Josie was my second cat. She was born in the summer of 2004, and found as a six month old kitten in a truck engine the following winter. There was no hope of finding her mother, if her mother had been near by, as the man who had found her then drove to Lethbridge with her still in the engine! Well, aside from that highly dangerous decision, it brought her to the PAW Society, and she was quickly adopted. But half the couple who adopted Josie was allergic to her, so she came back to a foster-home. She was adopted again, but the woman who brought her home ‘didn’t like her’; Josie was throwing up ‘everywhere’, etc., etc., etc. So she went to another foster-home. (Such movements to and fro are abhorred by rescue-groups but, alas, are sometimes necessary.)
This foster-home was very crowded with cats, and Josie, though well cared for, was, perhaps, a bit unhappy there. I recall being told that someone was interested in adopting her but young Josie was reluctant to leave her habitual refuge under a coffee table. This put off the prospective adopter, and she was saved for me.
In 2008, I thought my first cat, Tungsten, was lonely while I was at work, so I decided to bring in a friend for her. As it turned out, Tungsten may have been lonely, but not for another cat; and Josie turned out not to be a friend. I knew little about integrating cats in those days, and the process, if it may be termed successful, was so only after many months. Initially, the two girls hated each other. There was fighting and brawling and even blood-letting. I felt that I had made a terrible mistake. But eventually, the girls settled down to live with one another, even if they never liked one another.
Josie was a bit of a round cat from the beginning. I recall that someone came to meet a cat I was fostering (I believe it was Rachael, now Muffy, the beloved only pet of devoted cat-parents) and saw, upon leaving, Josie lying on the floor.
“Oh, that’s a big one,” the visitor said.
Indeed, my Chubs was spread out expansively on the rug.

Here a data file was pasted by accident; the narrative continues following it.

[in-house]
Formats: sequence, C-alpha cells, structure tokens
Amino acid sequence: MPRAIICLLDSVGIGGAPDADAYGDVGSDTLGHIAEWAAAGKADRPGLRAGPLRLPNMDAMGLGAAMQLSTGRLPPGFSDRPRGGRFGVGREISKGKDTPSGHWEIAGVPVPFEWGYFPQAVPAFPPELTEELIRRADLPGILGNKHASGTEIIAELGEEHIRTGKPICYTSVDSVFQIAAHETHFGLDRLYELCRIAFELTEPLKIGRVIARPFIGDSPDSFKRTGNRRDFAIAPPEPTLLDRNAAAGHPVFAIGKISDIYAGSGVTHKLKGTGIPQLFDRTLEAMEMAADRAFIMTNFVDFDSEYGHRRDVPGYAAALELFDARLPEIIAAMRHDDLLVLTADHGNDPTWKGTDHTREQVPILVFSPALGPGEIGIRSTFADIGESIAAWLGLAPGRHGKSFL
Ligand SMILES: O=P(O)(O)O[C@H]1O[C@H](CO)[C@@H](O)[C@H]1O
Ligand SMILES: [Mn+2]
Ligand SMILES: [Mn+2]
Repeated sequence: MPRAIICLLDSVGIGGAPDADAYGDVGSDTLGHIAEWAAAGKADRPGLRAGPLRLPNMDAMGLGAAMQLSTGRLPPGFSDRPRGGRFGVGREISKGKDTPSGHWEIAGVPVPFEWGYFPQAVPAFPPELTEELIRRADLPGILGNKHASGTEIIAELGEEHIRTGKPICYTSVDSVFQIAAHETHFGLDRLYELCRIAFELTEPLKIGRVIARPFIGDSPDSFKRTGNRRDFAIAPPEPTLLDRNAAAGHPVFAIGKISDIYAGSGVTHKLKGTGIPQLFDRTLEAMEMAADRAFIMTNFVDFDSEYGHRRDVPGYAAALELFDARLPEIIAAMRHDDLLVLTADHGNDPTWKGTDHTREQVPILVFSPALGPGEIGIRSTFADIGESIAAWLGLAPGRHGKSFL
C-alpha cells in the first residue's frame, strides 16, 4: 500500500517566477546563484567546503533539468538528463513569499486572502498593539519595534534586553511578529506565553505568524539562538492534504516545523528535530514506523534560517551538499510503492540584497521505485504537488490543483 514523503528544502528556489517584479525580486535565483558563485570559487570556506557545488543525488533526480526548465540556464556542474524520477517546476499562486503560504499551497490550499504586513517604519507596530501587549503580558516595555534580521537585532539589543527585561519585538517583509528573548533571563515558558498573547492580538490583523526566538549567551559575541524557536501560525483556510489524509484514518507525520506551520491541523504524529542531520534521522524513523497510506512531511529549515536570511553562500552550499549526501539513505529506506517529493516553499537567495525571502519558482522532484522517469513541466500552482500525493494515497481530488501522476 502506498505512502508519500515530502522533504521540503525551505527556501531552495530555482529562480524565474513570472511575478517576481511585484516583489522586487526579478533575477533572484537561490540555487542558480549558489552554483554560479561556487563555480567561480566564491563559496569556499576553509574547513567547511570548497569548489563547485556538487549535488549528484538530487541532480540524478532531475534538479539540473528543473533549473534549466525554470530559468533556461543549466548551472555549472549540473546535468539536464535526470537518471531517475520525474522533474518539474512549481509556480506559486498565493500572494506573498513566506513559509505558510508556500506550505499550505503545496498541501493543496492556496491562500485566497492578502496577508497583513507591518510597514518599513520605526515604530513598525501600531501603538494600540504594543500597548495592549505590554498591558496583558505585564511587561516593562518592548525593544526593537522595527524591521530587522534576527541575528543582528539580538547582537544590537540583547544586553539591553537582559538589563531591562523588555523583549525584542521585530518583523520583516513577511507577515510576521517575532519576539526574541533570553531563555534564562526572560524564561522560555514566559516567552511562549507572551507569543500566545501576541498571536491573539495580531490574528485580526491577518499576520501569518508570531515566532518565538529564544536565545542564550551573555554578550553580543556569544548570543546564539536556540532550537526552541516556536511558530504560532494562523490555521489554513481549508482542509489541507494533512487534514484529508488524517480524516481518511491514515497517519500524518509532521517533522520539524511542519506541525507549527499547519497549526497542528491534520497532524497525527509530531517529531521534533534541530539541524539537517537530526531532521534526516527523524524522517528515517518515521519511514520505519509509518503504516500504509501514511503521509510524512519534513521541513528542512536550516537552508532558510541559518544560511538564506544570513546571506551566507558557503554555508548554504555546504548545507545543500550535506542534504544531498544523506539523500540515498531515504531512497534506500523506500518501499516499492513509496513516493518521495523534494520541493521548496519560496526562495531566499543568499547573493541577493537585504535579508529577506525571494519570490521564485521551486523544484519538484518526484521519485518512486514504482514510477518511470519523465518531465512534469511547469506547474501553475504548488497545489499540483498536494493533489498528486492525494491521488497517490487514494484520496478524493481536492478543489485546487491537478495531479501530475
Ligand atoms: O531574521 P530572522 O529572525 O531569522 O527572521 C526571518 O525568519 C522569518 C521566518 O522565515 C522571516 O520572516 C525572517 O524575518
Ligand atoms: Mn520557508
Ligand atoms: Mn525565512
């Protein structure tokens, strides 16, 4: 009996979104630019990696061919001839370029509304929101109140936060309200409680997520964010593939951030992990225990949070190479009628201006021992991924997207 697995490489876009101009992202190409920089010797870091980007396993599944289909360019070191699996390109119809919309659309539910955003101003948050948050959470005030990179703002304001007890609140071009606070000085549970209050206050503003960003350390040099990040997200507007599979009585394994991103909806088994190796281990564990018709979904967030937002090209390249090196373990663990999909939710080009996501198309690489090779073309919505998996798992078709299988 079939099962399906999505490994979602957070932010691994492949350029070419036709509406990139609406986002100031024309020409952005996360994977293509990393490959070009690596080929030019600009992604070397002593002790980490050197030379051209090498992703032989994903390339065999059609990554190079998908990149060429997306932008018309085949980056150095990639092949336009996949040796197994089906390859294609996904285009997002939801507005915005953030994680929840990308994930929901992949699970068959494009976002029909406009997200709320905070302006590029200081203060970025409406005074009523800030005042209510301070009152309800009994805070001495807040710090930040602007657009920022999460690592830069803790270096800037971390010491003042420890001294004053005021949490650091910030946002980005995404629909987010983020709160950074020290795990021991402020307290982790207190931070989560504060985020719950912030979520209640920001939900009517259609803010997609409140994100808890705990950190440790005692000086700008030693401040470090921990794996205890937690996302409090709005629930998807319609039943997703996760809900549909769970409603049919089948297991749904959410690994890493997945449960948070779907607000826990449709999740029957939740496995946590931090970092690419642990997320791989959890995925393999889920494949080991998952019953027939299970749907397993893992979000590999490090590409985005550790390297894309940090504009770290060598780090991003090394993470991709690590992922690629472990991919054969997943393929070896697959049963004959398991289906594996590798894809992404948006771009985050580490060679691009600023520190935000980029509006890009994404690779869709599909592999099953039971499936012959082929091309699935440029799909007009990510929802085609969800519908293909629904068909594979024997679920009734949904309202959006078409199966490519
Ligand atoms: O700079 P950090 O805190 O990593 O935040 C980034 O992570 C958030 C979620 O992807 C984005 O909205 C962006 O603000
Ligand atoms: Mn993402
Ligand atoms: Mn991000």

She had what some cat-people call an ‘alien face’. It’s plain to see why. I sometimes woke up to this.
Though she and Tungsten did not get along at first, I don’t think that was Josie’s fault. The orange one had objected to the intruder. Josie initiated few problems with any cat; she was almost entirely pacific. Almost. One foster-cat, Wixie, was a big, barrel-shaped girl; very nice to me and her step-sister, Mystery, whom I was also fostering. But Wixie held ambitions of being the top-cat of the household, and, in addition to trying to intimidate Tungsten, bulled Josie, as well. I recall, still with astonishment, seeing Wixie and Josie, tumbling out of the library in the old apartment, locked in paw-to-paw combat, rolling about, screaming, fur flying. No damage was done, but it was a revelation to me that Josie could fight. It was the only instance in which she felt she had to, thank goodness. (Wixie and Mystery were soon after adopted, and lived happily with their family for years. Mystery died recently; Wixie is, so far as I know, still alive and well.)
Most of the time, Josie was accepting of new cats, which was good because many more came after her. She preferred a quiet life. She found her spots about the three of our residences in which she lived, one after another. In our first apartment, she would often lie on the back of the couch, her bulk deforming the top of the cushion. At night, she took to lying on the bed, perpendicular to me, her big bum against my side. As I did with the other cats, I found her presence at night comforting.
She was also accepting of human visitors, and was, until she became ill in her last months, the cat who greeted guests to the Cosy Apartment. When she chose not to meet them at the door, she was always receptive to them if they chose to go to where she was reposing, usually in the bedroom, in her heated cat-bed or in the saddle-topped cat-tree.
Josie played a decent amount when she was younger. I recall tossing her the rings from the tops of milk jugs, and her scrabbling after them. One time it landed, to her surprise, on her face, circling her eye like a monocle. She looked like a furry Mr Peanut. But she wasn’t an action cat, really, and her playing became more and more sedentary.
was superficially unremarkable. She rarely was, until the end, never seriously ill,
and didn’t often do anything new; she was probably the least reported on this
blog. I sometimes had to write an entry stating simply that she was still with
me. But she achieved a brief stardom of a kind in 2015, when she appeared in
the Lethbridge PAW Society’s calendar. I believe she was November’s cat. She
posed well for the photographer and one of the images captured of her is my
favourite picture of my Great White. (And she was great in those days, filling the frame of the photograph…)
She was not often demonstrative in her affection, though, lying in one of her two favoured spots, the saddle-shaped seat of the saddle-topped cat-tree, she would often stand up, then flop down on her side, and watch me, purring. That was a signal for some petting. She did that until quite recently.